My Case has been denied!!! What to do? Motions to Reopen and Motions to Reconsider

Dev B. Viswanath, Esq. (Photo courtesy of Dev B. Viswanath, Esq.)

One question that has come up, is what options are available for people when their case is denied by US Citizenship & Immigration Services (USCIS). Generally, if a case is denied, there are five options: 1) Do nothing and let the decision become final, 2) File a Motion to Reopen, 3) File a Motion to Reconsider; 4) File both a Motion to Reopen and Reconsider; or when available and prudent 5) File an Appeal. In this article we will discuss Motions to Reopen and Motions to Reconsider.

When your case has been denied by USCIS, as a general matter, the Agency must provide you with an explanation of why the matter is to be denied. The reasoning behind the decision to deny. In the unfortunate situation whereby a denial is received, you may want to consider to file a motion and see if you can get the case back on track while preserving rights and timelines. A Motion to Reopen is a motion based on new evidence that may not have been available or was impractical to be available initially. However, with that information, it may help to adjudicate the petition or application favorably. A Motion to Reopen must generally be filed within 30 days of a decision date (33 days if the decision was mailed).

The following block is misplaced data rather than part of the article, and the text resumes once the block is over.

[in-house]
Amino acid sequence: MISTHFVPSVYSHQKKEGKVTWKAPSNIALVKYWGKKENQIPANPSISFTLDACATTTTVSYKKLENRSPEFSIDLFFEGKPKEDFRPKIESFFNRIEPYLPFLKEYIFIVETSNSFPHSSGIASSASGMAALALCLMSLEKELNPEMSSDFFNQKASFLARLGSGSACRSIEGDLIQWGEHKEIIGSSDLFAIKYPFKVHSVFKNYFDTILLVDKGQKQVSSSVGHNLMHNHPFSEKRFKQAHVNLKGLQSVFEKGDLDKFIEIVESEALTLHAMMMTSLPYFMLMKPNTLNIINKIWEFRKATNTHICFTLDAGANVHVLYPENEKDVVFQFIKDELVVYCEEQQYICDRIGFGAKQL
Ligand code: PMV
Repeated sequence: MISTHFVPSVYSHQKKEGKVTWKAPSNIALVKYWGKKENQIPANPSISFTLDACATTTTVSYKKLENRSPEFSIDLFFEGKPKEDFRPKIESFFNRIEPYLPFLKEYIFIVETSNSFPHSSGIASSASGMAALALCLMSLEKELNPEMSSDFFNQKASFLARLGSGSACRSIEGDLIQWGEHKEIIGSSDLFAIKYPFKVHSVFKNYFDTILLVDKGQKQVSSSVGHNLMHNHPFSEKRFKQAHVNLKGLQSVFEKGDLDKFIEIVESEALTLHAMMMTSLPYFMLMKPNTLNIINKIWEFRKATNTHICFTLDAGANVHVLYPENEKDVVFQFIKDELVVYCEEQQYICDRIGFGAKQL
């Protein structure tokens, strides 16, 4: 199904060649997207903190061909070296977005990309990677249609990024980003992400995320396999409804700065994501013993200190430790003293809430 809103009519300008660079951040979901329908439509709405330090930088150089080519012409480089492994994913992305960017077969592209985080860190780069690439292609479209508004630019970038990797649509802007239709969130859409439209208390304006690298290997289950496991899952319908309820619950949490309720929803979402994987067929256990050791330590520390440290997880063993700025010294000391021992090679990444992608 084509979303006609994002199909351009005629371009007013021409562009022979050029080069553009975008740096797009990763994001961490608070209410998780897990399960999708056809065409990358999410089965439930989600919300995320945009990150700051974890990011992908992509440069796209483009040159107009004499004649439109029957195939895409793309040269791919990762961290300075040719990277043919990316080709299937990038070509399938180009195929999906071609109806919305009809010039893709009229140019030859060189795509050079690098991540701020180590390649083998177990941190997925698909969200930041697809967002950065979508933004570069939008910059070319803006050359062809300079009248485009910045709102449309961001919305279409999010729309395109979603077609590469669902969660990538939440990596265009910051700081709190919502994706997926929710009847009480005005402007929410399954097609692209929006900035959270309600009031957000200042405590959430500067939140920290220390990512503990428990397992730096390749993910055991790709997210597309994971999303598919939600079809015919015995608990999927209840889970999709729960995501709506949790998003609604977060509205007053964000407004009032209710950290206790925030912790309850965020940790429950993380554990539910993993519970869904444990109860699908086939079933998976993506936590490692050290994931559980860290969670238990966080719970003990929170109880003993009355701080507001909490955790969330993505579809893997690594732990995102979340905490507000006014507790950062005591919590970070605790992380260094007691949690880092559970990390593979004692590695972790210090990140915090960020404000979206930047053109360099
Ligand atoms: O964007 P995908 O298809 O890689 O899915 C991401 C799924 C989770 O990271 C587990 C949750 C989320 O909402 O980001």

If all the facts and documents were already submitted and a person still received a denial, it is possible that USCIS did not follow the law correctly or maybe misapplied established policy. In this situation, you might want to consider a Motion to Reconsider. This is where we try to convince the USCIS that they may not have followed the letter of the law or they have misapplied the law or precedent policy by the agency. No new documents or information is provided in a Motion to Reconsider but law and policy are often cited to convince the agency to change the decision.

If you believe that there is new evidence that was not previously available and that USCIS may have also misapplied the law, it is possible to do a simultaneous Motion to Reopen and Reconsider. In this motion, we must satisfy both requirements articulated above. USCIS will generally review the matter under both ground and adjudicate the matter under both.

Motions to Reopen and Motions to Reconsider may be useful in several ways: 1) The adjudication time may be quicker than an appeal, 2) If you are successful, you can preserve your initial priority date and any benefits that come from the time period of filing, and 3) its vindication for your initial application. Some things to consider are that the motion is going back to the same USCIS unit, and possibly the same USCIS officer that initially reviewed and denied the petition/application so you need to weigh out the equities of whether you think you can convince the same players on round 2. Also, an appeal will generally be available even after an unsuccessful motion so it may just be a “3rd bite at the apple”. Motions can also be wonderful tools to use when there is a clear path towards answering USCIS issues that were raised in denial.

Attorney Dev Banad Viswanath will be in India, working out of the Bangalore and Mumbai offices from September 27th through October 15th, if anyone would like to schedule a consultation to discuss their immigration or visa matters.



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